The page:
[AusNOG] NBN/ACMA fines etc

Ross Wheeler ausnog at rossw.net
Tue Jan 2 15:31:19 EST 2018

On Tue, 2 Jan 2018, paul+ausnog at oxygennetworks.com.au wrote:

> Yes there should be transparency but it should not be something that an end user should be looking at

Not sure I completely agree with you there.

> NBN have broken so much

Could have left it at that :)

> this is why we now have such a big mess with speeds and expectations.

I believe most of it comes back to the thing being marketed and sold as
"superfast", with promises of "100 megabits" ("up to" came later, and was 
typical legal-speak in tiny print that few people got, and none of us 
SHOULD have needed to see)

> Unless you overprovision the layer 2 connection an end user will never 
> see full speed.

Even if you DO overprovision, the end user is never guaranteed of full 
speed, due to there being significant chunks that are out of the ISP/RSP 
reach and visibility.

> There are so many variables in these things now that it's next to 
> impossible to point the finger, especially if you are an end user,

Yes, and most of the players seem(ed) to love it. Everyone pointed the 
finger at someone else and nobody had to "fix" it.

If I might add my own personal experience by way of example.
Where I live I cannot get FTTN. I cannot get FTTP. My choices are 
basically satellite (yeah, right) or fixed wireless. Fixed wireless was 
duly provisioned after a lot of kicking and screaming (another story in 
itself) and my service was delivering speeds that averaged about 10Mbps 
down and 4Mbps up over a 24-hour period, but with speeds around 0.7Mbps 
down and 4Mbps up from most of the time between 3pm and midnight.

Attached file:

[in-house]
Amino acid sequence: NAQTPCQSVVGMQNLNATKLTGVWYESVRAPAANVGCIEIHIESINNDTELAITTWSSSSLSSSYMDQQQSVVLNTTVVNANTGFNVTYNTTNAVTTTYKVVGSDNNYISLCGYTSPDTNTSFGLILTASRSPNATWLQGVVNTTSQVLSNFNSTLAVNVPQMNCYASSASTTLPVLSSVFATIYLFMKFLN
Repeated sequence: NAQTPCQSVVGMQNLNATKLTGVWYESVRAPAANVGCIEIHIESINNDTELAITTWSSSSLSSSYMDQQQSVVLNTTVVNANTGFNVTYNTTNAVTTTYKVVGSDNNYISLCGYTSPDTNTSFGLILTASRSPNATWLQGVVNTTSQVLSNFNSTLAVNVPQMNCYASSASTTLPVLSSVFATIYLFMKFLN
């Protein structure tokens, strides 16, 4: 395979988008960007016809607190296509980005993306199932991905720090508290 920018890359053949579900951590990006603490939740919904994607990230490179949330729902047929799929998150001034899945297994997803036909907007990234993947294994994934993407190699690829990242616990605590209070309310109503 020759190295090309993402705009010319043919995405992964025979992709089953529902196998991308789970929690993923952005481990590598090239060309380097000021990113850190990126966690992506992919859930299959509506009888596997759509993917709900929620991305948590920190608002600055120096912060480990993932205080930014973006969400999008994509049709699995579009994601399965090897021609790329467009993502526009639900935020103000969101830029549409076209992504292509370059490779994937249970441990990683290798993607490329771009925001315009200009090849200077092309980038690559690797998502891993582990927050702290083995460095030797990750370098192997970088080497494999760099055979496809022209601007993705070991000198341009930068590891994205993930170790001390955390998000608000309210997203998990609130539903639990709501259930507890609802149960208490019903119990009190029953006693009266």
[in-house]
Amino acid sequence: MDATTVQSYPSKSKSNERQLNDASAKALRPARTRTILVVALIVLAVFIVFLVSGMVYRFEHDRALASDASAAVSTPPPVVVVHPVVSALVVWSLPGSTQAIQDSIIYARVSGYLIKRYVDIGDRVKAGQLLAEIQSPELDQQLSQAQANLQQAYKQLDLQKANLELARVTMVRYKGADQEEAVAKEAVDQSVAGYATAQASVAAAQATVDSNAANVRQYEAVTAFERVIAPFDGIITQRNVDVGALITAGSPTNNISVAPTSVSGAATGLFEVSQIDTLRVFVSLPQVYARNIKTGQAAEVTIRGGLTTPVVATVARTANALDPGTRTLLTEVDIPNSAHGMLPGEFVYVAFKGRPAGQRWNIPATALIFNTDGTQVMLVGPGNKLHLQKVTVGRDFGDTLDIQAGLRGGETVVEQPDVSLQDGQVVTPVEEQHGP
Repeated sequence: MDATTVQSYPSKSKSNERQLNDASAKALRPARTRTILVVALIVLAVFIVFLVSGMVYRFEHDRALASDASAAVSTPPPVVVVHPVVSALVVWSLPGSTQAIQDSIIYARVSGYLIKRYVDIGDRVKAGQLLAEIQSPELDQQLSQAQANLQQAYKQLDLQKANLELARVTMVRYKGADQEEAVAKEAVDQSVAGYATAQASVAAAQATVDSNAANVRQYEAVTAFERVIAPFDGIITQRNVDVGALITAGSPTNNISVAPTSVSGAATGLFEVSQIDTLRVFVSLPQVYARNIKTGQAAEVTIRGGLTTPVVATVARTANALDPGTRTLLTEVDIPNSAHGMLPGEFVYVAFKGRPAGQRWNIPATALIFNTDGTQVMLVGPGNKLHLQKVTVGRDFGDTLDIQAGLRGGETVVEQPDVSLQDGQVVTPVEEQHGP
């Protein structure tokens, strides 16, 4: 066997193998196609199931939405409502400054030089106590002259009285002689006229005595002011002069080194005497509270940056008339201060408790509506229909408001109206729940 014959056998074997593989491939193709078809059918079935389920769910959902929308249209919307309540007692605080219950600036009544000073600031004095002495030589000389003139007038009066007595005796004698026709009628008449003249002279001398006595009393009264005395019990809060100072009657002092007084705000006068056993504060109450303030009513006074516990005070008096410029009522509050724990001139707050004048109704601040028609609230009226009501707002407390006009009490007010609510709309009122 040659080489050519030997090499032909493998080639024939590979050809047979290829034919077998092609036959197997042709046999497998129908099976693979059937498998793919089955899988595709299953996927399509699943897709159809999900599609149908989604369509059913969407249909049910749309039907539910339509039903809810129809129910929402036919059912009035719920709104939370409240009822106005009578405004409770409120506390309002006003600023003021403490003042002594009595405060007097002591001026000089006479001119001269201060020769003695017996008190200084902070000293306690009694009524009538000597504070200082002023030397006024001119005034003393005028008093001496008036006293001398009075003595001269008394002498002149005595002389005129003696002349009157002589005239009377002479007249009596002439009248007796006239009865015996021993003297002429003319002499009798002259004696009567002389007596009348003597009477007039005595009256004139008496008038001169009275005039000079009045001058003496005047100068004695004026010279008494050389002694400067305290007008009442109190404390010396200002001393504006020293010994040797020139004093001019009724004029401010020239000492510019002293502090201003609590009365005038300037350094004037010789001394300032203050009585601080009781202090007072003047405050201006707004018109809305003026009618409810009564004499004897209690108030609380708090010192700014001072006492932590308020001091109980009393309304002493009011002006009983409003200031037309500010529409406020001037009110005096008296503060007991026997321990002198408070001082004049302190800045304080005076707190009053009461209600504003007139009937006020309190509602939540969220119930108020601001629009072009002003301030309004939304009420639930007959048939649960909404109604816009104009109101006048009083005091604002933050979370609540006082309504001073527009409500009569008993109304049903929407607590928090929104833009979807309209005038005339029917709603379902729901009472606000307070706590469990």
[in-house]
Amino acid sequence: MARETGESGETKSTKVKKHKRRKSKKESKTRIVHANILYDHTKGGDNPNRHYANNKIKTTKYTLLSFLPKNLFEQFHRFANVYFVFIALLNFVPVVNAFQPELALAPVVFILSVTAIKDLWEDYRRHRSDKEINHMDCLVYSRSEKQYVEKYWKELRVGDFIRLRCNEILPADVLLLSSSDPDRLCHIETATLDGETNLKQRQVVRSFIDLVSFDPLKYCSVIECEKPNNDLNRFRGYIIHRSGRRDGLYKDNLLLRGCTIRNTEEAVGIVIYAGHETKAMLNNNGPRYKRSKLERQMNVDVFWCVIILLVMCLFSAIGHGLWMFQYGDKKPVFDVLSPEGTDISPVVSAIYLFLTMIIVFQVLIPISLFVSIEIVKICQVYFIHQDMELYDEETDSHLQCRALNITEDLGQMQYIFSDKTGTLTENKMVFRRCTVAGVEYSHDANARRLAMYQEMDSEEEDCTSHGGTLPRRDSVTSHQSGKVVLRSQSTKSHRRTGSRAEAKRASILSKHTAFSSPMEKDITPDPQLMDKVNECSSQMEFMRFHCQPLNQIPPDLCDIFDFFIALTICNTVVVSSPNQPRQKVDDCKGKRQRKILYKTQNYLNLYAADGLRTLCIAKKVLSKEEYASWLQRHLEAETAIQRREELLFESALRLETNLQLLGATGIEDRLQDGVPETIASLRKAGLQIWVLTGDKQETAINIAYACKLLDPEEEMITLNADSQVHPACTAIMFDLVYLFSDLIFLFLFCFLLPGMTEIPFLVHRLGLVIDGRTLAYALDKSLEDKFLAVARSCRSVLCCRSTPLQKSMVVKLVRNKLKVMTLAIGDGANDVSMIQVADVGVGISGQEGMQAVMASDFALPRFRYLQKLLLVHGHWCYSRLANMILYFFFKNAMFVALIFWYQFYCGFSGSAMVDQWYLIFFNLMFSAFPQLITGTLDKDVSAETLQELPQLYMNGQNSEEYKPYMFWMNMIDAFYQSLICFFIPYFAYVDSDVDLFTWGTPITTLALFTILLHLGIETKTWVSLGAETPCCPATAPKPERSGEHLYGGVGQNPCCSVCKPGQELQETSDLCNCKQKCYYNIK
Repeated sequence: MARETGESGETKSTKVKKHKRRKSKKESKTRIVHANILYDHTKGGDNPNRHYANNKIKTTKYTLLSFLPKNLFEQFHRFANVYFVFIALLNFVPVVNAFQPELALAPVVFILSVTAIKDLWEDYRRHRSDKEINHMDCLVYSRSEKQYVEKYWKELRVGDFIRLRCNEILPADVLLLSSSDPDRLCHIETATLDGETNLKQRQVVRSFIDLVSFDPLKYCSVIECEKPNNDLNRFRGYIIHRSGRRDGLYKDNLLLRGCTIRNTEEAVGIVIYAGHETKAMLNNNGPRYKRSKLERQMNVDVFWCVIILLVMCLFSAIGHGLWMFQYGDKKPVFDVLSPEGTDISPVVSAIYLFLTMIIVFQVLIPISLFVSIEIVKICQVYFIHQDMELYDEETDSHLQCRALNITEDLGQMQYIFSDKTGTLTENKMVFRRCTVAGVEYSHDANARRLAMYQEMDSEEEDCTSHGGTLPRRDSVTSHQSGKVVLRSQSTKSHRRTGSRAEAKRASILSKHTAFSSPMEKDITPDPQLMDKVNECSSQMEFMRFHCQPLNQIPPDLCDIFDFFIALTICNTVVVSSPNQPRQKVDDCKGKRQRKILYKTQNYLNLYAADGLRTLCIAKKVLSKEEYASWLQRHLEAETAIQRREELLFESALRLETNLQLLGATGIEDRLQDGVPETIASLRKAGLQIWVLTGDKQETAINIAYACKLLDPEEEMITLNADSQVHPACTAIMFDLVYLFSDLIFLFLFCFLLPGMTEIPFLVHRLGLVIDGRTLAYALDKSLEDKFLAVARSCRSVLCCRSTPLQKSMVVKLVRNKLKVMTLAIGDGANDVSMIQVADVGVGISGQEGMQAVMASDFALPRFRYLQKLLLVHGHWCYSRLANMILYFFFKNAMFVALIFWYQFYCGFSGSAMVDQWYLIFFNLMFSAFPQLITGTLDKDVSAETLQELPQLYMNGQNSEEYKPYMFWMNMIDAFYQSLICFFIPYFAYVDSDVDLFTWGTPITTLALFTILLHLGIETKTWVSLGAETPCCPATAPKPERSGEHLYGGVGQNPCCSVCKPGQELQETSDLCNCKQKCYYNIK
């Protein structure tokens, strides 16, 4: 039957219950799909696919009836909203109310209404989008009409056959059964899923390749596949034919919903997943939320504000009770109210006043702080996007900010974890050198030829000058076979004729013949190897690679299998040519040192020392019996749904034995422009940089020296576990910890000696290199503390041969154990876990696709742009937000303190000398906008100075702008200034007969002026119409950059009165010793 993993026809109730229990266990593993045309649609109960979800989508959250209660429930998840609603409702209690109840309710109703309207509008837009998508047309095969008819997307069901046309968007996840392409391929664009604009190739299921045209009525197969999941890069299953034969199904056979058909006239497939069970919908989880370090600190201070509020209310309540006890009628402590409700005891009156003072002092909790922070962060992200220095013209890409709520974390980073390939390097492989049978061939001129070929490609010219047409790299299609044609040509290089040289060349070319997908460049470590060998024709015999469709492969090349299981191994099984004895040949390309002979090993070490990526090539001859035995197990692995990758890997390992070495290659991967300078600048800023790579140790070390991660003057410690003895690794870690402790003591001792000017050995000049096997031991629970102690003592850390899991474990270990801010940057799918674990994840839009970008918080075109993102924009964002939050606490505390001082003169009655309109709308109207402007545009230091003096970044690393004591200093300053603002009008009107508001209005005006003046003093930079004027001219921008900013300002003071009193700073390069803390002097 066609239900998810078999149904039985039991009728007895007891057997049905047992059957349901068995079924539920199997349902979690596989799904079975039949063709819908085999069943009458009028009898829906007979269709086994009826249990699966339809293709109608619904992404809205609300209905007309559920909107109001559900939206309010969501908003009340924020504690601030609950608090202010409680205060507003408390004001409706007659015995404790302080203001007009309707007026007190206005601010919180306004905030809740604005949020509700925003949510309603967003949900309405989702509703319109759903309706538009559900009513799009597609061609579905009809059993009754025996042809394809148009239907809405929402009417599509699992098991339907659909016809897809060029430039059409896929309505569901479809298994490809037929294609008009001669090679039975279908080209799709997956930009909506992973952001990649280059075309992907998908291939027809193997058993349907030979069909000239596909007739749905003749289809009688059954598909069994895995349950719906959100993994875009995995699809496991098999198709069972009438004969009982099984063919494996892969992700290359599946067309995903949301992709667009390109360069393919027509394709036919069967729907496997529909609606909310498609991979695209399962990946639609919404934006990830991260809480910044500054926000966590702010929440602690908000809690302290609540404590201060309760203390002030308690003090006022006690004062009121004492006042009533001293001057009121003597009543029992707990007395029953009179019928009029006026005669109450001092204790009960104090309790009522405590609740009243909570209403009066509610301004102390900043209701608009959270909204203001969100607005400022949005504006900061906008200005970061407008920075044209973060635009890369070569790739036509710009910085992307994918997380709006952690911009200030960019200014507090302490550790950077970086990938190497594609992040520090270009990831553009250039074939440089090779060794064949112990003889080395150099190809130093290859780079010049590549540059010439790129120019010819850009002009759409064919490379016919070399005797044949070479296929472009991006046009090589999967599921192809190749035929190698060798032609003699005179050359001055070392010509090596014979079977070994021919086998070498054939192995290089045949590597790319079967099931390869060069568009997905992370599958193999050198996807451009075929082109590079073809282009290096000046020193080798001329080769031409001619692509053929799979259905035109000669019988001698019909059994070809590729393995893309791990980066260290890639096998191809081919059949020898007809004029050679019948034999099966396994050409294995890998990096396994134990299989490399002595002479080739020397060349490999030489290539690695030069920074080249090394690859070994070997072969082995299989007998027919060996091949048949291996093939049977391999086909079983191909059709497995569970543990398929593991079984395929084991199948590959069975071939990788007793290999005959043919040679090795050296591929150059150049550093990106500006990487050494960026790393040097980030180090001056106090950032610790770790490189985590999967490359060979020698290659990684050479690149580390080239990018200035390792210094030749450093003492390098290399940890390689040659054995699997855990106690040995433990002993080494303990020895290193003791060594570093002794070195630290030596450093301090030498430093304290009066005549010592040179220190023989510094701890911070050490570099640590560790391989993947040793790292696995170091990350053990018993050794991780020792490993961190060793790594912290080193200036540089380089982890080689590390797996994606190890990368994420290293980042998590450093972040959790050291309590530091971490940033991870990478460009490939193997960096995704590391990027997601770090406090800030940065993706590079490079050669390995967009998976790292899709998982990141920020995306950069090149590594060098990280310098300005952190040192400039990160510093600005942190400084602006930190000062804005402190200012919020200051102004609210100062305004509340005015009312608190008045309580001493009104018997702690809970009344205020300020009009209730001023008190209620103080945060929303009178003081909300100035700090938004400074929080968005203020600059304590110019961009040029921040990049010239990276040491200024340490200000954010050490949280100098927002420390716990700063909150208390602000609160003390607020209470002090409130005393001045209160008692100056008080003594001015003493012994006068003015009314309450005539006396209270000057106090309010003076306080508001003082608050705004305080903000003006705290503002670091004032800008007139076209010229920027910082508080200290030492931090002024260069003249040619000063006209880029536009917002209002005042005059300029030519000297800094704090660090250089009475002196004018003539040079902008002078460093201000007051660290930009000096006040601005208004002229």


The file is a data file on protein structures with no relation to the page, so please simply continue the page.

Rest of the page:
The RSP had over-provisioned CVC to the POI I was (indirectly) connected 
to. Faults were raised, things were checked. The service was deemed to be 
"operating within acceptable limits". A second service was provisioned 
through an entirely different RSP, different carrier, different CVC etc. 
Similar (slightly worse) performance was observed. The significant speed 
drops (and subsequent recoveries) were exactly co-incident across both 

A third RSP was run. Not surprisingly, again, virtually identical results.
Complaints made, letters with tests and graphs were sent to local MPs, the 
ACMA, ACCC and nbnco. NBN came and changed me to a different cell on the 
tower (changed equipment from 2.5 to 3.4GHz). The results were about a 10% 
improvement over a 24-hr period, but the 8+ hour periods of unusability 
with speeds down to 0.5Mbps continued, and over the next 6.5 months got 
progressively worse, unti in early December the 24-hour average throughput 
dropped to under 5Mbps. More strongly worded complaints... and perhaps no 
coincidently, the ACCC getting a bit noisy about things... and my 50/20 
service suddenly changed 2 weeks ago to one that is delivering 25-30Mbps 
average down and 6-8Mbps up) with "peak times" usage now holding at around 

This is not to say that it is by any measure "acceptable", but it 
certainly shows that the 5 end-to-end RF links that nbn are using to 
connect this regional tower to the chosen POI over 100km away is, and has 
always been, seriously over-contended. Worse, it is in a part of the 
network that the RSPs claim no visibility of and no control over.

If nbn are incapable of (or unwilling to) admit when there are problems 
and address them in a timely manner, then there should be a legislated, 
enforcable (and enforced) way of making that information available, and a 
mechanism to ensure nbn deliver a service that is actually "fit for 


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